So I’m reading Frank Beddor’s book, The Looking Glass Wars, based on Lewis Carroll’s famous 1860s book, Alice’s Adventures in Wonderland. The Looking Glass Wars is an interesting and creative book, full of action, and certainly worthy of a book review. But this is not going to be a straight-up book review. It’s a discussion of the ethics of legal fanfiction.
I think of fanfiction as recycled crocheting. You unravel a shawl someone else crocheted. Then you take this yarn of characters, plot points, and setting and you crochet it all over again into a pattern of your own design. Say, into a sweater. Well, who owns the sweater?
I support copyright, of course. But what if the work you are basing your fanfiction on has an expired copyright? Just because something is legal, is it, well, polite? Especially if you take your work into places the creator wouldn’t have dreamt of going?
Back to our analogy, what if the person who crocheted the original shawl was emphatically anti-sweater? You know this because, say, you do some research and read her journal. One entry is a long diatribe against the effect of sweaters on society, especially tacky Christmas sweaters. Another entry is an ode to the shawl as the apotheosis of cold-weather outer garments.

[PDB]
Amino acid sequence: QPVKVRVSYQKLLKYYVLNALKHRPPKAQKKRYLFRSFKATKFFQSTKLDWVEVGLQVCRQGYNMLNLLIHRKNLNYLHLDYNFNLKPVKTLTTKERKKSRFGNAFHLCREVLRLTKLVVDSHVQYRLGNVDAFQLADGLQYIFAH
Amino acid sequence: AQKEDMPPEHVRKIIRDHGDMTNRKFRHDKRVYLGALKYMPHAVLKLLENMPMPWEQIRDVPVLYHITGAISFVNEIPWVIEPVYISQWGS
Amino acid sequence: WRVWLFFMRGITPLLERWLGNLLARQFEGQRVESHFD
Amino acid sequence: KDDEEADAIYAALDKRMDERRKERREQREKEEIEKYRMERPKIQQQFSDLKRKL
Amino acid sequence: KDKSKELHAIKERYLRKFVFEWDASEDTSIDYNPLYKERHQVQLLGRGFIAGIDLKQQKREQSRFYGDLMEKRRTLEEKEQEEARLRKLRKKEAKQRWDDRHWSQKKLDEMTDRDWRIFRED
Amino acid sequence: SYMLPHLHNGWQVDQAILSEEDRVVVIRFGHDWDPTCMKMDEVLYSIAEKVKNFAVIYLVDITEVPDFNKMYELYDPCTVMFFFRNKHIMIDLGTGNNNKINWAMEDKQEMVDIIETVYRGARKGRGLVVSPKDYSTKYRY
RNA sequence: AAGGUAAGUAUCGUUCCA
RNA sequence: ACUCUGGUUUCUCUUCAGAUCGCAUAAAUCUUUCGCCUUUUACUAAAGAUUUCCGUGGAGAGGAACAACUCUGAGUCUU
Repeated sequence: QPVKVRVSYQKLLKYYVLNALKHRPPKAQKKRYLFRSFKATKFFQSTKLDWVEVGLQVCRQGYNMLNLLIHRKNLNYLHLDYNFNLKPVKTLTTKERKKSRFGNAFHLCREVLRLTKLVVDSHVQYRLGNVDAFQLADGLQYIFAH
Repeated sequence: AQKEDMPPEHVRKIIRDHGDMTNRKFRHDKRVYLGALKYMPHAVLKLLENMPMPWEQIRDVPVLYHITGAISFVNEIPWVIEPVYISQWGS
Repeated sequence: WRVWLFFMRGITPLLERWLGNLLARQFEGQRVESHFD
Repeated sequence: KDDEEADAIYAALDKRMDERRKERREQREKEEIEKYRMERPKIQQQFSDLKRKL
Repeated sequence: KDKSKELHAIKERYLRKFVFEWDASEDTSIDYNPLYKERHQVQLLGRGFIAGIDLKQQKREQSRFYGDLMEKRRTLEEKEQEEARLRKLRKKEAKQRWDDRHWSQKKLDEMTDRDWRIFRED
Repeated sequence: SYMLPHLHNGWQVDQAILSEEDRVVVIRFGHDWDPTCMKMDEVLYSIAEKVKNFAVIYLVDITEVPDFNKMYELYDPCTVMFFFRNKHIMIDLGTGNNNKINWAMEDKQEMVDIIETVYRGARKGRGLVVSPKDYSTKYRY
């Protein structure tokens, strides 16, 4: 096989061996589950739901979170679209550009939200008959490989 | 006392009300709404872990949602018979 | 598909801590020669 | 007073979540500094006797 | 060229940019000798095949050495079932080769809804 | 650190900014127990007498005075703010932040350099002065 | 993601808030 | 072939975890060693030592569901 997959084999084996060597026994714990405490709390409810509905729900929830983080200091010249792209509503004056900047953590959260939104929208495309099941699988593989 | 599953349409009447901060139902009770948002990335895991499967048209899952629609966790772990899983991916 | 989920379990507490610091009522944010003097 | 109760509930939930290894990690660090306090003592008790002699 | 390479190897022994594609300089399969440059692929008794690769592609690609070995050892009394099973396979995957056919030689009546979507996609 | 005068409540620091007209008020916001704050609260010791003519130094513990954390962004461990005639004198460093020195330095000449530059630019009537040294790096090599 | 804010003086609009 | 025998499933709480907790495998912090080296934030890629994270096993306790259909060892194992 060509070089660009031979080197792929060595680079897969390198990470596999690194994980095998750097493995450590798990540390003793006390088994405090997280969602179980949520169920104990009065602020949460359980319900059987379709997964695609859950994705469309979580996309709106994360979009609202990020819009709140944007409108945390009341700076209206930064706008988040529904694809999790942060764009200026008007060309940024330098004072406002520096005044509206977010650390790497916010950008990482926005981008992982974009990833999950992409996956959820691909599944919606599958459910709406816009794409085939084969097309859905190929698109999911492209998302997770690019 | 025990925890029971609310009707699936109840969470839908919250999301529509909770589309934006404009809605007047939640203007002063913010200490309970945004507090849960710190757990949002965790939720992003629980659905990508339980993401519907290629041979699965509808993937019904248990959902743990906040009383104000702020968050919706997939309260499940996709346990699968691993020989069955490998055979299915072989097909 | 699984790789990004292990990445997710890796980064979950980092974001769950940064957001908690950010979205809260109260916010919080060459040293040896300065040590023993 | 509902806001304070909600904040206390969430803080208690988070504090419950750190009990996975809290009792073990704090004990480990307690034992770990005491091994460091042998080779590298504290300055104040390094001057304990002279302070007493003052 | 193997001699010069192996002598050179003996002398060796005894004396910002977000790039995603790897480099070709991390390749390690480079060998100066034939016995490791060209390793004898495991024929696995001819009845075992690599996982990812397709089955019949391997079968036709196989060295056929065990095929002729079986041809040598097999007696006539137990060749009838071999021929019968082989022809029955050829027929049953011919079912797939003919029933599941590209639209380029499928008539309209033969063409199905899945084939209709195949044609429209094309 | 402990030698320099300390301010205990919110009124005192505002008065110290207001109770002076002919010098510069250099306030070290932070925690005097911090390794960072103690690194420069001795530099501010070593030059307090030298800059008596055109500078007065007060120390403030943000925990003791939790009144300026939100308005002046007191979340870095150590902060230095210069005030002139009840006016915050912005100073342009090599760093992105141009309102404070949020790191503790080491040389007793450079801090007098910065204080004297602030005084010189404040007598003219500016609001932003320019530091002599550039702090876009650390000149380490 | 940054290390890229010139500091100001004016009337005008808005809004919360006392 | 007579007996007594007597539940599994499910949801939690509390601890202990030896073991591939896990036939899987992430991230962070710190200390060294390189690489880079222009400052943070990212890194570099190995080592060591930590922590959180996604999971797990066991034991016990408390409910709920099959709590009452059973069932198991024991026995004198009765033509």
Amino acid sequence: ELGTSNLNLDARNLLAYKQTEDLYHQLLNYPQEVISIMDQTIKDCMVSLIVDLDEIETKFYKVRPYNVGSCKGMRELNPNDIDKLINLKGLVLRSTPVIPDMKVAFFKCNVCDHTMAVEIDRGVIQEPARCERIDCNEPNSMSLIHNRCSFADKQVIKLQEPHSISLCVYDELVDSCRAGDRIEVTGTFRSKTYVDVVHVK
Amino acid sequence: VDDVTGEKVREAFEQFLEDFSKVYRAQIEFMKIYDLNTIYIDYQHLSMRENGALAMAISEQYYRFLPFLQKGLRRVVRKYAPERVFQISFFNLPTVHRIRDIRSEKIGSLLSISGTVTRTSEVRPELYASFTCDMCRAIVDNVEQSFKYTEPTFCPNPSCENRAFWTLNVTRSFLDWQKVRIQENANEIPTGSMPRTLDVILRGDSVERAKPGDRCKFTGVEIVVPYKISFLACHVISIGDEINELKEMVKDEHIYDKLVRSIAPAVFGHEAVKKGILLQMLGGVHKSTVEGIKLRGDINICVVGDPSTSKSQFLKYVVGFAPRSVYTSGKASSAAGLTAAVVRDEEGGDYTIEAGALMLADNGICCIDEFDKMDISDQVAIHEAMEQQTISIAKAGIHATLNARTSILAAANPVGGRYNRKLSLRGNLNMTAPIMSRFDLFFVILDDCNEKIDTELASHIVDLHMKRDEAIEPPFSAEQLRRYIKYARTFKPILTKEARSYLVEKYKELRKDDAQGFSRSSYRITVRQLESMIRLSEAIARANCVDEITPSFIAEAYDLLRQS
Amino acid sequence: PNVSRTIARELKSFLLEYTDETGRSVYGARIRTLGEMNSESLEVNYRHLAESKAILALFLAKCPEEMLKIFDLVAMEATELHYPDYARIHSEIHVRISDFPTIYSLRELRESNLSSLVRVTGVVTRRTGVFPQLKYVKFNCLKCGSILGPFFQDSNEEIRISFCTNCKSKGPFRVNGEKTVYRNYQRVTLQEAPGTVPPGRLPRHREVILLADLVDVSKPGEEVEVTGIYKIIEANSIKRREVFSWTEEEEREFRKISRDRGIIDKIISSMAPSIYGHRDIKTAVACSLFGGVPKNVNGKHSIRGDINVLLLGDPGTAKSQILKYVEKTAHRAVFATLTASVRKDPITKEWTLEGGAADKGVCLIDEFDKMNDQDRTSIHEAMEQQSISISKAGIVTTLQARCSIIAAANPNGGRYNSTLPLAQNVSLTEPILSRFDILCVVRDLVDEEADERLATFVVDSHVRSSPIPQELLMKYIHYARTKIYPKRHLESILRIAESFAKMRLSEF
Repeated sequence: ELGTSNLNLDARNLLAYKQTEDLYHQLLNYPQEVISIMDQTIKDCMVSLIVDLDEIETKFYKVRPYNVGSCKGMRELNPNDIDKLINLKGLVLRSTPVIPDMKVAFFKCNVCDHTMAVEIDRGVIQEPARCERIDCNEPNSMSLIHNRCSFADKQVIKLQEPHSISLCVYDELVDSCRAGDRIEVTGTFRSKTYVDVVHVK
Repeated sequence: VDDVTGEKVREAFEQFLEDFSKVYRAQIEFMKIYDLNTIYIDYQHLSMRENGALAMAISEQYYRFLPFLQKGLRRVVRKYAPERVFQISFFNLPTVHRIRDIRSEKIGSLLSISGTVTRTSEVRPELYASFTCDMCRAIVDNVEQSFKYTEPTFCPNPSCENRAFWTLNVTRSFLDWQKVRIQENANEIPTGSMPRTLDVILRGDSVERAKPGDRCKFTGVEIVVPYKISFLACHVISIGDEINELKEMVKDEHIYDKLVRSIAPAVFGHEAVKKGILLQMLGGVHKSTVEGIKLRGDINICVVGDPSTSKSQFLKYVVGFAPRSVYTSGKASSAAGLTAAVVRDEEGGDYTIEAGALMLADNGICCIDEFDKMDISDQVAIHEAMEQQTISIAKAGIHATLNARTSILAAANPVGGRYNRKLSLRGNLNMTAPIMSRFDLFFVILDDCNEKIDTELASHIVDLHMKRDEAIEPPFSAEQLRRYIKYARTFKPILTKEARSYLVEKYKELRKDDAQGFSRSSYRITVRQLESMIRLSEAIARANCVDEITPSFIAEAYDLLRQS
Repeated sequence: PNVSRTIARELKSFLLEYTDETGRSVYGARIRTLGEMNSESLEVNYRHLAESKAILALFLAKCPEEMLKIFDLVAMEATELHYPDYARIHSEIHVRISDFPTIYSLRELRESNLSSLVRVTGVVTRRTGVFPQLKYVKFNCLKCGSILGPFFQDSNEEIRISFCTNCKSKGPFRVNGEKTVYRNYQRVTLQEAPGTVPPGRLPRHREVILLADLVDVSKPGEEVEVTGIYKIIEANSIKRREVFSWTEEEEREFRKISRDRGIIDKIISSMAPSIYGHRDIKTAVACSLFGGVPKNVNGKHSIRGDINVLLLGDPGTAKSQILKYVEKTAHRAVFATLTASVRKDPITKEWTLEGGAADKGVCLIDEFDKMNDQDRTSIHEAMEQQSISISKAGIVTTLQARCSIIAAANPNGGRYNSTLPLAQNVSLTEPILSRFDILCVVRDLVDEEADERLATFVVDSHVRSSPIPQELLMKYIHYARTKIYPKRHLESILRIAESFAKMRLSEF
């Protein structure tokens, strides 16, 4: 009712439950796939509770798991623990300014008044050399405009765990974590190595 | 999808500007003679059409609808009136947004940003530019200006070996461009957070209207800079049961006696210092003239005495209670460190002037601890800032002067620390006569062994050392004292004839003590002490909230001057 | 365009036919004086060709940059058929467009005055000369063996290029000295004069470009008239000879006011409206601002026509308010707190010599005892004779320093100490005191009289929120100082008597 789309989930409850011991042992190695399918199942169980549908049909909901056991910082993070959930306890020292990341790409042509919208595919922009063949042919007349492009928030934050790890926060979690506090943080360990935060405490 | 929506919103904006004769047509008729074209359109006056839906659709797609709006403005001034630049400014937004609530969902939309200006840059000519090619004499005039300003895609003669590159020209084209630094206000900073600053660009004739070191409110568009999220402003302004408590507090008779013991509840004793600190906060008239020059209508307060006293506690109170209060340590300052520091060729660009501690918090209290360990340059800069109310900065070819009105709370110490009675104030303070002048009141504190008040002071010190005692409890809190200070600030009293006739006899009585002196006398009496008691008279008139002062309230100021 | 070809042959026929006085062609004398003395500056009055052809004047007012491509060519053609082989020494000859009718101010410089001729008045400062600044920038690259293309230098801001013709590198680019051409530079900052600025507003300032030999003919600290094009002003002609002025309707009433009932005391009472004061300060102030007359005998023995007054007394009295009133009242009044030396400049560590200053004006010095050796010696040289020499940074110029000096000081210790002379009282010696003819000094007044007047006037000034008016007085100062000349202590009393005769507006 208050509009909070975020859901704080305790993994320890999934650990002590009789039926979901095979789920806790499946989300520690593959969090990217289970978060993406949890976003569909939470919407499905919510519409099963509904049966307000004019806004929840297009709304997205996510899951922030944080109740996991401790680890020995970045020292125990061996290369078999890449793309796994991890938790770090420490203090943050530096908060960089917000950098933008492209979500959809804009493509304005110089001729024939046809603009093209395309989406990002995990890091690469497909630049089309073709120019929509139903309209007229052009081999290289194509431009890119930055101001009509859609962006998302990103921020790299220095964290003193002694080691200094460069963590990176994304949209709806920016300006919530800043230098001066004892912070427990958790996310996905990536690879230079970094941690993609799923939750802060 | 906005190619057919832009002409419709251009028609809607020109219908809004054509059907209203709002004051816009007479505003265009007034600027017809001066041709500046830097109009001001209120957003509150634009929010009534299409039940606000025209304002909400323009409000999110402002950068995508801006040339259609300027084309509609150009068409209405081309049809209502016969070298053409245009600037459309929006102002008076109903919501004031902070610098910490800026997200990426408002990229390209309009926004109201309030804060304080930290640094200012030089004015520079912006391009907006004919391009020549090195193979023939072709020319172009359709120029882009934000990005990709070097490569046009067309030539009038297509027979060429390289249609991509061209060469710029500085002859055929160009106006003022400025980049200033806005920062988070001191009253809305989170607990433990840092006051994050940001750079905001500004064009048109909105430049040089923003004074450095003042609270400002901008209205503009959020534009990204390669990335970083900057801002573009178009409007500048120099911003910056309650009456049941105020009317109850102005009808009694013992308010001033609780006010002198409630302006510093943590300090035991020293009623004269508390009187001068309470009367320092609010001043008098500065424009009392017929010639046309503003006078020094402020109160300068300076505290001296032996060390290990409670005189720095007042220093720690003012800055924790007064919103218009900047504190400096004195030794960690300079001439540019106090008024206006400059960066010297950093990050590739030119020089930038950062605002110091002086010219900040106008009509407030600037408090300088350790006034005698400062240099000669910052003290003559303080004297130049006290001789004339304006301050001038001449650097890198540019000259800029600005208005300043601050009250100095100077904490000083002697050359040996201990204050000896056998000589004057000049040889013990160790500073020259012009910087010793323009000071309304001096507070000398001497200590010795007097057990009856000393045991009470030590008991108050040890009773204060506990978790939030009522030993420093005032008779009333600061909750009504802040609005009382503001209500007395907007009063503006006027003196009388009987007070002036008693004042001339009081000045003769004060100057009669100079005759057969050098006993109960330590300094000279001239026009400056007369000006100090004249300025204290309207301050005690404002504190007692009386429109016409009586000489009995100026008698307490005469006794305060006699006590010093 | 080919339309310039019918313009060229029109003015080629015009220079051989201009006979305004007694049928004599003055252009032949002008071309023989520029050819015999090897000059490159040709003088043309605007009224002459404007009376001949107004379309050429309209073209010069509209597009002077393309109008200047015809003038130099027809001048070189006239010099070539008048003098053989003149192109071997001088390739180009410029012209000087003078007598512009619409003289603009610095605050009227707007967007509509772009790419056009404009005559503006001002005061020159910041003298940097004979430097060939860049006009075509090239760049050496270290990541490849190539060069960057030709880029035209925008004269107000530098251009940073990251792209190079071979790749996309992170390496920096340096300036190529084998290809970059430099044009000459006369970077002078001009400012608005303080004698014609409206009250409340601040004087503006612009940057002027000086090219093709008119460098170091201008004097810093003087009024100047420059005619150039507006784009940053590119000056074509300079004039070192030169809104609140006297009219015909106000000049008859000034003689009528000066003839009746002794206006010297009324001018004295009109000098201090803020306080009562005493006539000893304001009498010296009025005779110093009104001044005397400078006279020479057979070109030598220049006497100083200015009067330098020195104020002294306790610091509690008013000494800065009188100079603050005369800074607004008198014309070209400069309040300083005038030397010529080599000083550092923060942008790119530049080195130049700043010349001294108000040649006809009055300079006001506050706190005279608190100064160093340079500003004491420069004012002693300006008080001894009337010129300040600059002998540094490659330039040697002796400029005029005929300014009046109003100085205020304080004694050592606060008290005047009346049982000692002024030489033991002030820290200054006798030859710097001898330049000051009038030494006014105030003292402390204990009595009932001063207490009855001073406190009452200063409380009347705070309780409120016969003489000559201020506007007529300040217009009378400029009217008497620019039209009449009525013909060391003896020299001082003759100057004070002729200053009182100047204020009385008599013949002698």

Would it be rude of you, even after the original creator is long buried, to refashion her work into a sweater? Would Miss Manners approve of you wearing your sweater on national television and decrying shawls?
Okay, before I let my analogy run away with me, let me explain how it pertains to The Looking Glass Wars.
In one sense, The Looking Glass Wars is fanfiction. Beddor is using Carroll’s characters and setting. And it’s all perfectly legal because the book is old enough. But the setting and characters, while clearly derived from Alice in Wonderland, differ greatly. The Mad Hatter (renamed Hatter Madigan) is a super-bodyguard in an elite class of milliner-warriors. The Cat is an assassin for the Queen of Hearts. Alyss is the daughter of the good Queen of Hearts, Genevieve. Then the Queen’s cruel sister Redd stages a coup and takes over the queendom.